Two shows I forgot about in yesterday’s reviews:
Numb3rs: Still slowly going downhill, unfortunately. For a while, this everyday story of an FBI agent and his mathematical genius brother who helps him solve crimes was one of the few cop shows on TV that didn’t insult your intelligence too much. Well, it did a little but only in the “your mother smells of elderberries” way. So while the maths guys were all a little geeky and the maths itself was slightly off, there was nothing utterly offensive. But new season, new rules. We have a couple of new characters who don’t really increase the average IQ of the stories. The theme’s changed (what precisely was wrong with Talking Heads’ Once in a Lifetime?). But now the maths and particularly the physics is way off. One particularly egregious piece of work was proclaiming that quantum entanglement implies that all photons come in pairs. Clearly, somebody’s been skipping parts of their Big Boy’s Book of Quantum Physics because it got a little tricky for them. Don’t get me started on the “dark matter” and “Reverse Decision Theory” stuff, either. Will stick with it though, because I’ve noticed most of the bad episodes are all by the same guy.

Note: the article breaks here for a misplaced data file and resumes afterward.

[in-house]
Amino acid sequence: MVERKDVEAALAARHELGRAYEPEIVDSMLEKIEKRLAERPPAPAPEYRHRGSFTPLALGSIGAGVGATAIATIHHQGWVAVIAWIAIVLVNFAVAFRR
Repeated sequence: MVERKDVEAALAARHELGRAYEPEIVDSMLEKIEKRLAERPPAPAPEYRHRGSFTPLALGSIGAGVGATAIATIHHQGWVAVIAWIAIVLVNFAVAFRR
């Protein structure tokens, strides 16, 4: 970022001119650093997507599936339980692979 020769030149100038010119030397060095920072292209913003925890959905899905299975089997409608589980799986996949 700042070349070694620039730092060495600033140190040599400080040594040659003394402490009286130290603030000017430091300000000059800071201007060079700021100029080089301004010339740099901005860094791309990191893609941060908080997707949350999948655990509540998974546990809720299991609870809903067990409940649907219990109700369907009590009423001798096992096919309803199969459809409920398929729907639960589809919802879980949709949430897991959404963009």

The West Wing: Still not as good as in the Aaron Sorkin days, but at least it has a coherent plot now. This is probably going to be the last season, so it might be nice to see some of the drop-out characters – Sam, Ainsley, Moira Kelly’s character whose name I can’t remember – come back, rather than the bland post-Sorkin characters we’ve been lumbered with. Sticking with it more out of habit than great love of it, now, but I’m kind of hoping that Alan Alda and the Republicans win at the end of the season: eight years of seeing things from the other side will be more entertaining than watching eight more years of the same old Democrat-whinging.
UPDATE: Episode two of Numb3rs was much better, although still not as good as early season one; episode two of The West Wing was mediocre, although the presence of Janeane Garofalo made things at least a little more interesting. The problem seems to be getting any of the main characters together to have some sparkling dialogue, interaction, etc. Instead, we have familiar re-treads of the same situations, in the same way as we kept getting “Let Bartlett be Bartlett” every season during the Sorkin years.